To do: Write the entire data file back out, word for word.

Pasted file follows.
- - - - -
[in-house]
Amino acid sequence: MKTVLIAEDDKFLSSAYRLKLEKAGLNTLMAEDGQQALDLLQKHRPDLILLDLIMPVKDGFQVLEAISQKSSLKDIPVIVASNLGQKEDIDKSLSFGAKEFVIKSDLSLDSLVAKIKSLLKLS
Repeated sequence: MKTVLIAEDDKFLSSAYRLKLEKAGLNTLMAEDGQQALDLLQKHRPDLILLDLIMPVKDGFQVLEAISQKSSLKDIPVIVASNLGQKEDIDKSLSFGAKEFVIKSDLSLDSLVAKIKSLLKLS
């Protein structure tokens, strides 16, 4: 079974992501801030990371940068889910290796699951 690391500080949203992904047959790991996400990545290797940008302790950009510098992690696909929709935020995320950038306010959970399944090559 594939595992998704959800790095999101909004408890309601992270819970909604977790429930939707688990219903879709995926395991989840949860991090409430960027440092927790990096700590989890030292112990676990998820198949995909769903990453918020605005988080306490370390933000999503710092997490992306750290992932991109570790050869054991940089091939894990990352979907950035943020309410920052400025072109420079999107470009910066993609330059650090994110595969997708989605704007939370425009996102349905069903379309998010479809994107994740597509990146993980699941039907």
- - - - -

[in-house]
Amino acid sequence: MKTVLIAEDDKFLSSAYRLKLEKAGLNTLMAEDGQQALDLLQKHRPDLILLDLIMPVKDGFQVLEAISQKSSLKDIPVIVASNLGQKEDIDKSLSFGAKEFVIKSDLSLDSLVAKIKSLLKLS
Repeated sequence: MKTVLIAEDDKFLSSAYRLKLEKAGLNTLMAEDGQQALDLLQKHRPDLILLDLIMPVKDGFQVLEAISQKSSLKDIPVIVASNLGQKEDIDKSLSFGAKEFVIKSDLSLDSLVAKIKSLLKLS
């Protein structure tokens, strides 16, 4: 079974992501801030990371940068889910290796699951 690391500080949203992904047959790991996400990545290797940008302790950009510098992690696909929709935020995320950038306010959970399944090559 594939595992998704959800790095999101909004408890309601992270819970909604977790429930939707688990219903879709995926395991989840949860991090409430960027440092927790990096700590989890030292112990676990998820198949995909769903990453918020605005988080306490370390933000999503710092997490992306750290992932991109570790050869054991940089091939894990990352979907950035943020309410920052400025072109420079999107470009910066993609330059650090994110595969997708989605704007939370425009996102349905069903379309998010479809994107994740597509990146993980699941039907």